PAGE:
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From Donald Ball <ba...@webslingerZ.com>
Subject Re: Small note on sitemap configuration
Date Wed, 31 May 2000 16:05:31 GMT
On Wed, 31 May 2000, Stefano Mazzocchi wrote:

> > Of course, this requires that we make request-time information available
> > via named variables in the sitemap (e.g. language). Virtually speaking, we
> > could construct an XML fragment for the request:
> > 
> > <request>
> >  <uri value="/foo/bar"/>
> >  <parameter name="foo" value="bar" method="get"/>
> >  <header type="http" name="Referer"/>
> > </request>
> > 
> > And allow the sitemap author to construct simple XPath expressions to
> > reference that information:
> > 
> > header[@name='Referer']
> > 
> > We could provide parameters for frequently accessed information or
> > information that might be composed from multiple pieces of information
> > (namely, the preferred language which might depend on a header or a
> > cookie). e.g. $referer == header[@name='Referer'].
> 
> Careful: this is a very dangerous path.
> 
> True, we could virtually embed request information into a schema, but
> what about _any_ state information? server name, machine load, time of
> the day in Australia, density of population in antartica, local
> temperature, number of subscribed people to the cocoon-dev mail list, an
> so on...
> 
> Do you _really_ want to write a schema (or RDFSchema, for that matter)
> for all that? I don't think so :)

I strongly disagree here. We're going to have to present the sitemap
author with some way to access request-time information in their
conditionals, right? Whatever scheme we use, we're going to have to limit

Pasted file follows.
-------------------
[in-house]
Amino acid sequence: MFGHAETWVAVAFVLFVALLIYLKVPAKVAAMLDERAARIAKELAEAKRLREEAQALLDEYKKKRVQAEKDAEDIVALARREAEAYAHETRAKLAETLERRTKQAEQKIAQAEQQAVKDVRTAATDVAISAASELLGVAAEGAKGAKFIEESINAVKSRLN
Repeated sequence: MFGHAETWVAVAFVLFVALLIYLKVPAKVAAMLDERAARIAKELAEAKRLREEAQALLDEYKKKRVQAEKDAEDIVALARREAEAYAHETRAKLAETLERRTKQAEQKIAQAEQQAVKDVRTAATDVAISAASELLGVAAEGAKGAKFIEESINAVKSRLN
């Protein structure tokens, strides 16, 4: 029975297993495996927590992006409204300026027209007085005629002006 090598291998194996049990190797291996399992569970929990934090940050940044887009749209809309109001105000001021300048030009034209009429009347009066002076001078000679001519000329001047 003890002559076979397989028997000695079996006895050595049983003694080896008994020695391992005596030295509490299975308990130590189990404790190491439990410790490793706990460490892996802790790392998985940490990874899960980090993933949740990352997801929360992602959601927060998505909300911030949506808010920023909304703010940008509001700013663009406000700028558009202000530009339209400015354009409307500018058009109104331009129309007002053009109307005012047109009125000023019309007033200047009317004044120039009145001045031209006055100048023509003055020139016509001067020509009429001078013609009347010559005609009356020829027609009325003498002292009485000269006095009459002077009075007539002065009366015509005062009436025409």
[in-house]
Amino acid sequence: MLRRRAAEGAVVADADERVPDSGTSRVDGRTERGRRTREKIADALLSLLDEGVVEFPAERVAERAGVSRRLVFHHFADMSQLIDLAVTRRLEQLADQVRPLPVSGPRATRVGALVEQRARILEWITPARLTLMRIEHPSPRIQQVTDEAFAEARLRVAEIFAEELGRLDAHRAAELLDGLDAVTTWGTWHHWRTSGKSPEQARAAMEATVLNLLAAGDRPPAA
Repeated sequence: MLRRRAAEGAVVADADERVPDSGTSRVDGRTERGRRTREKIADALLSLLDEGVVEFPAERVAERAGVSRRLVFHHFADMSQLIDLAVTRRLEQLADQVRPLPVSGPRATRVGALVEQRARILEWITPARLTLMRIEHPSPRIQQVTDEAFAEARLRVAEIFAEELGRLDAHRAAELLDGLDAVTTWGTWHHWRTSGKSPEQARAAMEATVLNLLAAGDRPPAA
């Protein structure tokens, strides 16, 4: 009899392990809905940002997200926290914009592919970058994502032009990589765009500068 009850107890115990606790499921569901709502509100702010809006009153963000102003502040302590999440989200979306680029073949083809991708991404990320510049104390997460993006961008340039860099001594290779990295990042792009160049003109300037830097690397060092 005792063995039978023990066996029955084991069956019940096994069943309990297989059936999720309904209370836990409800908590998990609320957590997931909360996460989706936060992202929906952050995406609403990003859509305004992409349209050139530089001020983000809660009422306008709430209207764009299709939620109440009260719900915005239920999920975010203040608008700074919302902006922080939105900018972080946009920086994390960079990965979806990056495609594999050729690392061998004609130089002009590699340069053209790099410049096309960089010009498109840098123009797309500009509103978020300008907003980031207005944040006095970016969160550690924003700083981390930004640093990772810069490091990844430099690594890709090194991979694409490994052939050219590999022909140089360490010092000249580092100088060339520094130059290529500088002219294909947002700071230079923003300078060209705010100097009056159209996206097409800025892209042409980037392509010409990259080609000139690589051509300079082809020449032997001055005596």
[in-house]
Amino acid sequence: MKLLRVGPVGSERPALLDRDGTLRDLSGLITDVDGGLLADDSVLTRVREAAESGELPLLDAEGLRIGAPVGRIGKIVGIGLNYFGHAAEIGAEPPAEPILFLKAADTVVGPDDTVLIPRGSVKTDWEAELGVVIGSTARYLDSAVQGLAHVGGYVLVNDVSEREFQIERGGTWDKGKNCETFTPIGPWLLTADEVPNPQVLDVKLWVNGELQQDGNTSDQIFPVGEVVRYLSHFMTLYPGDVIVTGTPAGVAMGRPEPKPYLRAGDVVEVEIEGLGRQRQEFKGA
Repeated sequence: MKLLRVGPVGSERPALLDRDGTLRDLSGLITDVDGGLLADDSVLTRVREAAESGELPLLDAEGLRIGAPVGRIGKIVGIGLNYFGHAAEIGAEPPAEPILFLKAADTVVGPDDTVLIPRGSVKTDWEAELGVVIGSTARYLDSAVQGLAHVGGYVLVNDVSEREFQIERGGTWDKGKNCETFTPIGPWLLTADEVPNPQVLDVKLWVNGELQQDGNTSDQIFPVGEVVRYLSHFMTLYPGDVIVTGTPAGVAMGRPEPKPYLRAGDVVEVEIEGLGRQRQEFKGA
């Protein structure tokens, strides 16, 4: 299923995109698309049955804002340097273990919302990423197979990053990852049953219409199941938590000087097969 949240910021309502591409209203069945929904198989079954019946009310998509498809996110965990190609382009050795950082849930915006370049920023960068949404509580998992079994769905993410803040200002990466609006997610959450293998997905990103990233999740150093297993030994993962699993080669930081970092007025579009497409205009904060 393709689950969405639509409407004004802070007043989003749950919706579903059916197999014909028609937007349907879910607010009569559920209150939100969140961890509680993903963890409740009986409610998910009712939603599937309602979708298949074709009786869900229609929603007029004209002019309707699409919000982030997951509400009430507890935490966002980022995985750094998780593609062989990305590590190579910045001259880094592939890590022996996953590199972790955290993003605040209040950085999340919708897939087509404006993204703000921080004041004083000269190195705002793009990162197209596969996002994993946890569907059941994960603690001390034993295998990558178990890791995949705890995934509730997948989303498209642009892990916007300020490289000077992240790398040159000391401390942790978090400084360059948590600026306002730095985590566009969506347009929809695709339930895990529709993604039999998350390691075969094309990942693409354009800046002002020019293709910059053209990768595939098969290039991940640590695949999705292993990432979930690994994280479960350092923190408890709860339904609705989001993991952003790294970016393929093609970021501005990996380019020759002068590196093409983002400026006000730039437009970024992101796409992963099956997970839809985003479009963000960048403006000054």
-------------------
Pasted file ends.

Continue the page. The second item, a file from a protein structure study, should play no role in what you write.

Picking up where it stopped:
it to the request-information that is likely to be relevant (e.g. all
information about the request itself and a little bit about local state -
current time, etc.) So saying that allowing access to request-time
information via XPath expressions is a bad idea because we could overload
it with too much information is fatuous. The same criticism can be
levelled at any method of allowing access to request-time information.

Go back to my language example:

<process uri="/foo/**">
 <choose>
  <when test="language">
   <generator type="parser" src="./foo/{language}/**"/>
  </when>
  <otherwise>
   <generator type="parser" src="./foo/en/**"/>
  </otherwise>
 </choose>
 ...
</process>

How would you propose to rewrite this example using your matcher elements?

> -1 on the use of XPath as testing logic (for the problems outlined
> above).
> 
> You might want to look into the "Pipeline Conditional Model" thread and
> comment on what I proposed there. 

I don't see anything in that proposal about accessing the value of
request-time variables in the configuration of the resolver components -
which I think is key. I don't see any problems with XPath expressions that
don't apply equally well to anything else that accomplishes the same goal.
Maybe I have missed something though?

- donald


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